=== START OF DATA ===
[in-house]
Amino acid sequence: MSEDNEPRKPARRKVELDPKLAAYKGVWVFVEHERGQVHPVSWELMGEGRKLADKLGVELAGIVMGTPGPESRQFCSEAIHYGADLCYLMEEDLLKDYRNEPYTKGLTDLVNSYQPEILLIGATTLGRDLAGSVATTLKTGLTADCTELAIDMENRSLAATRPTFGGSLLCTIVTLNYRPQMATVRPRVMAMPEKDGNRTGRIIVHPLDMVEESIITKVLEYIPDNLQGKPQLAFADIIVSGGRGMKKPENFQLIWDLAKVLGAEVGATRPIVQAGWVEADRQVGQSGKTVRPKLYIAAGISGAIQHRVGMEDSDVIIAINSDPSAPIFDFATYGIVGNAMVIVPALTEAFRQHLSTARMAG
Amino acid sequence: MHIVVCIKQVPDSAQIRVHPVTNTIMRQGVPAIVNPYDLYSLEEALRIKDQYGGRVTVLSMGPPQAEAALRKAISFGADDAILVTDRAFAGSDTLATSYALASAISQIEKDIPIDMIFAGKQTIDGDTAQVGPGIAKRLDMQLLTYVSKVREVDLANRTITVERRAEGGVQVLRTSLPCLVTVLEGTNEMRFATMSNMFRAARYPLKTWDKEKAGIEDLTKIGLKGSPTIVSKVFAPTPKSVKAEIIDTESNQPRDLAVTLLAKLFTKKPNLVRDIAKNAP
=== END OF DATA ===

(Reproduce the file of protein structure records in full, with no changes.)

[in-house]
Amino acid sequence: MSEDNEPRKPARRKVELDPKLAAYKGVWVFVEHERGQVHPVSWELMGEGRKLADKLGVELAGIVMGTPGPESRQFCSEAIHYGADLCYLMEEDLLKDYRNEPYTKGLTDLVNSYQPEILLIGATTLGRDLAGSVATTLKTGLTADCTELAIDMENRSLAATRPTFGGSLLCTIVTLNYRPQMATVRPRVMAMPEKDGNRTGRIIVHPLDMVEESIITKVLEYIPDNLQGKPQLAFADIIVSGGRGMKKPENFQLIWDLAKVLGAEVGATRPIVQAGWVEADRQVGQSGKTVRPKLYIAAGISGAIQHRVGMEDSDVIIAINSDPSAPIFDFATYGIVGNAMVIVPALTEAFRQHLSTARMAG
Amino acid sequence: MHIVVCIKQVPDSAQIRVHPVTNTIMRQGVPAIVNPYDLYSLEEALRIKDQYGGRVTVLSMGPPQAEAALRKAISFGADDAILVTDRAFAGSDTLATSYALASAISQIEKDIPIDMIFAGKQTIDGDTAQVGPGIAKRLDMQLLTYVSKVREVDLANRTITVERRAEGGVQVLRTSLPCLVTVLEGTNEMRFATMSNMFRAARYPLKTWDKEKAGIEDLTKIGLKGSPTIVSKVFAPTPKSVKAEIIDTESNQPRDLAVTLLAKLFTKKPNLVRDIAKNAP